College Board Calls Florida Attacks on AP African American Studies Course “False and Politically Motivated”

The College Board on Saturday charged the Florida Department of Education of “slander”, after continued criticism of his advanced placement (AP) African American Studies Course, which was launched in a pilot program in 60 unnamed US high schools this year. It is unclear whether any of these schools are in Florida.

“Our commitment to AP African American Studies is unwavering,” the College Board wrote in a statement, before expressing regret over its handling of ongoing tension with the state’s Department of Education.

“We deeply regret that we did not immediately denounce the Florida Department of Education’s slur, amplified by subsequent comments by the DeSantis administration, that African American studies ‘have no educational value.’ Our failure to raise our voice has betrayed black scholars everywhere and those who have long worked to build this remarkable field,” the statement read.

The College Board went on to say that “we made the mistake of treating the FDOE with the courtesy we always accord an educational agency, but instead they exploited that courtesy for their political agenda”.

Last month, the DeSantis administration blocked the introduction of AP African American Studies. In a Jan. 12 letter to the College Board, the state Department of Education’s Liaison Office said “in its current form” the “course lacks educational value and is contrary to Florida law.”

Just a few weeks later, the College Board posted the AP African American Studies course curriculum online, which was now missing some of the subjects DeSantis had expressed particular concerns about, such as writings associated with critical race theory, the queer experience, and black feminism. . reported the New York Times.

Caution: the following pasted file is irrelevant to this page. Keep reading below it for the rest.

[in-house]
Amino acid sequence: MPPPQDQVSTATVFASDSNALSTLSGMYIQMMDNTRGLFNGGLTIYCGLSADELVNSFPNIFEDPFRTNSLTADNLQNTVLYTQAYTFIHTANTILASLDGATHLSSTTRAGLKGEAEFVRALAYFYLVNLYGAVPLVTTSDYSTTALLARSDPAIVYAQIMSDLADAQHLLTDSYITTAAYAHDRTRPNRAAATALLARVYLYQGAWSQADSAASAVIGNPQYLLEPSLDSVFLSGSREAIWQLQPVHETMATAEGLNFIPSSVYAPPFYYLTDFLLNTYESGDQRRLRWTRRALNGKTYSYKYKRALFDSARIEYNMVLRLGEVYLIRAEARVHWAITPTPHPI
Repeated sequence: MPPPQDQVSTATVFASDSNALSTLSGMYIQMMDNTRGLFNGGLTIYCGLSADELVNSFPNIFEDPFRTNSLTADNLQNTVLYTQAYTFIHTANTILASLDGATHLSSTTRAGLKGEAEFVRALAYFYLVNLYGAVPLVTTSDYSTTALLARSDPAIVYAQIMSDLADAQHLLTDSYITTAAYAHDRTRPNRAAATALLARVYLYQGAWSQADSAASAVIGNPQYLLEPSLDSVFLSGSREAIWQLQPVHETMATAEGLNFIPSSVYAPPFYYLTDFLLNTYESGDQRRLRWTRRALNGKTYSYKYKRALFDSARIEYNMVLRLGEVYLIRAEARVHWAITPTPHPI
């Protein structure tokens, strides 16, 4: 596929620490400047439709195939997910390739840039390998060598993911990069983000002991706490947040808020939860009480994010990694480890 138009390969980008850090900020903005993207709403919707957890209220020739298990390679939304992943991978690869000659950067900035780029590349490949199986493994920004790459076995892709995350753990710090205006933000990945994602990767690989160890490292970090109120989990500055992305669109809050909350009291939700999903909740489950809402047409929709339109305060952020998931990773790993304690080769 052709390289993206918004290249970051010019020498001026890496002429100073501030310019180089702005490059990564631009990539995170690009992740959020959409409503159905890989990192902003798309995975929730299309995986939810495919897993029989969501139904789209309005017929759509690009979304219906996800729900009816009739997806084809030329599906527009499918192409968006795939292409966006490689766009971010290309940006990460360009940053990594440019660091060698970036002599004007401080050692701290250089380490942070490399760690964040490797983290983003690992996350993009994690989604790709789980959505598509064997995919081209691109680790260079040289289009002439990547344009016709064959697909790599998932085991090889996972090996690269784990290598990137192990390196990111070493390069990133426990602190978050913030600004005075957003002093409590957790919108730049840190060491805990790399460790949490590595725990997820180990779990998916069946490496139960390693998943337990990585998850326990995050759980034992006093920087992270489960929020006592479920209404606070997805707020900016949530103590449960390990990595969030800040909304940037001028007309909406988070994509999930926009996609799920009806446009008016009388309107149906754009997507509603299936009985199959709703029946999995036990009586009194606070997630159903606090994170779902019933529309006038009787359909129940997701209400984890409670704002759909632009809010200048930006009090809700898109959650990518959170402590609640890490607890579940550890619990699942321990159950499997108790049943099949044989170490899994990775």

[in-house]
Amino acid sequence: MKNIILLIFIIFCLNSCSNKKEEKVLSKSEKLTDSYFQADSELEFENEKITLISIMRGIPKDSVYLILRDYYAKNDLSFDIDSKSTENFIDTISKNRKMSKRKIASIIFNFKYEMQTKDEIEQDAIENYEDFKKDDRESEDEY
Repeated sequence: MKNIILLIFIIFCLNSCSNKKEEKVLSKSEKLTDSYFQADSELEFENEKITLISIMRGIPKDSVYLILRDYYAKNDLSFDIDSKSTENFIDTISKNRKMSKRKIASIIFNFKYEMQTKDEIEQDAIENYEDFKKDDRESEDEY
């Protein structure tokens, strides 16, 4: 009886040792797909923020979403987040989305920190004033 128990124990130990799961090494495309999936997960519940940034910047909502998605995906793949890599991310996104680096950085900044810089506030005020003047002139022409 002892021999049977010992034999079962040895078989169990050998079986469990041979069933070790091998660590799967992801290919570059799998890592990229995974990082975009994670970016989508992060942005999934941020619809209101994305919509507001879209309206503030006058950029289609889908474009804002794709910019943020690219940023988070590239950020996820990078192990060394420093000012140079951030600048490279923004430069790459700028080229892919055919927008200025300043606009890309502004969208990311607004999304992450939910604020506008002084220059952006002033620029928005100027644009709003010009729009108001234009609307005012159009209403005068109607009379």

Student Samaya Robinson, 17, holds a sign protesting the district’s ban on the critical racial theory curriculum at Great Oak High School in Temecula, Calif., on Friday, Dec. 16, 2022.

Watchara Phomicinda/The Press-Enterprise via Getty Images

On February 7, the state’s Office of Liaison wrote to the College Board in response to its revised curriculum, saying that “By no coincidence, we were pleased to see that the College Board’s revised structure on February 1, 2023 removed 19 topics, many of which the FDOE cited as conflicting with Florida law, including discriminatory and historically fictitious topics.”

“In Florida’s effort to win a political victory, they claimed credit for specific changes we made to the official structure, none of which they have ever asked us to remove, and most of which remain in the official structure,” the College Board responded. in his Saturday statement.

Regarding the characterization of some topics as “historically fictional”, the statement continued: “The College Board condemns this uninformed caricature of African American studies and the harm it does to scholars and students.”

Last March, DeSantis signed the “Stop the WOKE Law” banning the teaching of critical racial theory in Florida schools. The College Board said on Saturday that allegations that the board was in “frequent dialogue” with Florida officials about the “content” of the course was a “false and politically motivated accusation.”

FILE – Florida Governor Ron DeSantis reacts after signing House Bill 7, also dubbed the “Stop WOKE Act”, at Mater Academy Charter Middle/High School in Hialeah Gardens, Florida, on April 22, 2022.

Miami Herald by Getty Imahes

“We have had no negotiations regarding the content of this course with Florida or any other state, nor have we received any requests, suggestions or feedback,” the College Board statement read.

Henry-Louis Gates, Jr., one of the country’s leading experts on African American history — and who helped develop the AP African American Studies program — told Time magazine that the course specifically “isn’t CRT.”

“It’s a rigorously scrutinized mainstream academic approach to a vibrant field of study, half a century old in American academia and much older, of course, in historically black colleges and universities,” he said.

The AP program, which offers high school students the opportunity to take college-level courses before graduation, spans 38 disciplines, including English Literature and Composition, US Government and Politics, Statistics, and Art History.

The AP African American Studies course is the College Board’s first new offering since 2014, according to Time, and will cover more than 400 years of African American history. It had been in the works for over a decade prior to its initial pilot, and the curriculum will cover a variety of topics including literature, political science and geography.

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